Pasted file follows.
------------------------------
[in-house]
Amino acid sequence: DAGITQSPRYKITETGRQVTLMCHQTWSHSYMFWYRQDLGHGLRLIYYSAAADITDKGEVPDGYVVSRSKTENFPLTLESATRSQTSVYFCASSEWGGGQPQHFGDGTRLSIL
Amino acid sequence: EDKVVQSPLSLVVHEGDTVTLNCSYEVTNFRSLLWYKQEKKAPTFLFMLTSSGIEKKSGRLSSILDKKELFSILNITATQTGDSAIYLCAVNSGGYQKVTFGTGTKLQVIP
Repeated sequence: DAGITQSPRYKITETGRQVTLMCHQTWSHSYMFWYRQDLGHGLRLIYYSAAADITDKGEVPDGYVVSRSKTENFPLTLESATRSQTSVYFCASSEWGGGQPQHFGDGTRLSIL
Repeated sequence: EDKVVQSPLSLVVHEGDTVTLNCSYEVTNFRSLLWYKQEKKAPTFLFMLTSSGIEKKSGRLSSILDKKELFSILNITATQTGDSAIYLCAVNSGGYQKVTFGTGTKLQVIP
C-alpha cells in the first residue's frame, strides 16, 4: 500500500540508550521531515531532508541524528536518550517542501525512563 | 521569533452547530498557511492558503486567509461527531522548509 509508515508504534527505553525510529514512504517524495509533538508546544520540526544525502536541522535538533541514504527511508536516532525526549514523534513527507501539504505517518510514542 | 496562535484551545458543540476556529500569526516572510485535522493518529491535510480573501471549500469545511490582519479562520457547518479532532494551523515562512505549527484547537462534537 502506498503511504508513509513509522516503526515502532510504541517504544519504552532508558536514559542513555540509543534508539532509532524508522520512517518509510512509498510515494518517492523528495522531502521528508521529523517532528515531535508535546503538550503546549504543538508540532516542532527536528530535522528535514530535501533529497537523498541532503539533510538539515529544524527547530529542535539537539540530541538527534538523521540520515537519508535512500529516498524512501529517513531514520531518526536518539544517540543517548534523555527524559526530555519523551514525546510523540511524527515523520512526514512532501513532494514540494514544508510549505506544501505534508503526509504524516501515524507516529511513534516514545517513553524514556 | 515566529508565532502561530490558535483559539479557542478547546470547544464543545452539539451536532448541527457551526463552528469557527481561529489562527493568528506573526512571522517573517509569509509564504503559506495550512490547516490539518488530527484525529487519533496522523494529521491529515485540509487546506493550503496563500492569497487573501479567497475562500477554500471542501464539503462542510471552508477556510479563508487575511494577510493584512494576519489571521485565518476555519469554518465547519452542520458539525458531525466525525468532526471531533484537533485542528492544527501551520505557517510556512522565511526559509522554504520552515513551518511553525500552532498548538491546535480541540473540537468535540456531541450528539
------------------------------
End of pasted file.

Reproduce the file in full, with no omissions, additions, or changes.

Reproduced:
[in-house]
Amino acid sequence: DAGITQSPRYKITETGRQVTLMCHQTWSHSYMFWYRQDLGHGLRLIYYSAAADITDKGEVPDGYVVSRSKTENFPLTLESATRSQTSVYFCASSEWGGGQPQHFGDGTRLSIL
Amino acid sequence: EDKVVQSPLSLVVHEGDTVTLNCSYEVTNFRSLLWYKQEKKAPTFLFMLTSSGIEKKSGRLSSILDKKELFSILNITATQTGDSAIYLCAVNSGGYQKVTFGTGTKLQVIP
Repeated sequence: DAGITQSPRYKITETGRQVTLMCHQTWSHSYMFWYRQDLGHGLRLIYYSAAADITDKGEVPDGYVVSRSKTENFPLTLESATRSQTSVYFCASSEWGGGQPQHFGDGTRLSIL
Repeated sequence: EDKVVQSPLSLVVHEGDTVTLNCSYEVTNFRSLLWYKQEKKAPTFLFMLTSSGIEKKSGRLSSILDKKELFSILNITATQTGDSAIYLCAVNSGGYQKVTFGTGTKLQVIP
C-alpha cells in the first residue's frame, strides 16, 4: 500500500540508550521531515531532508541524528536518550517542501525512563 | 521569533452547530498557511492558503486567509461527531522548509 509508515508504534527505553525510529514512504517524495509533538508546544520540526544525502536541522535538533541514504527511508536516532525526549514523534513527507501539504505517518510514542 | 496562535484551545458543540476556529500569526516572510485535522493518529491535510480573501471549500469545511490582519479562520457547518479532532494551523515562512505549527484547537462534537 502506498503511504508513509513509522516503526515502532510504541517504544519504552532508558536514559542513555540509543534508539532509532524508522520512517518509510512509498510515494518517492523528495522531502521528508521529523517532528515531535508535546503538550503546549504543538508540532516542532527536528530535522528535514530535501533529497537523498541532503539533510538539515529544524527547530529542535539537539540530541538527534538523521540520515537519508535512500529516498524512501529517513531514520531518526536518539544517540543517548534523555527524559526530555519523551514525546510523540511524527515523520512526514512532501513532494514540494514544508510549505506544501505534508503526509504524516501515524507516529511513534516514545517513553524514556 | 515566529508565532502561530490558535483559539479557542478547546470547544464543545452539539451536532448541527457551526463552528469557527481561529489562527493568528506573526512571522517573517509569509509564504503559506495550512490547516490539518488530527484525529487519533496522523494529521491529515485540509487546506493550503496563500492569497487573501479567497475562500477554500471542501464539503462542510471552508477556510479563508487575511494577510493584512494576519489571521485565518476555519469554518465547519452542520458539525458531525466525525468532526471531533484537533485542528492544527501551520505557517510556512522565511526559509522554504520552515513551518511553525500552532498548538491546535480541540473540537468535540456531541450528539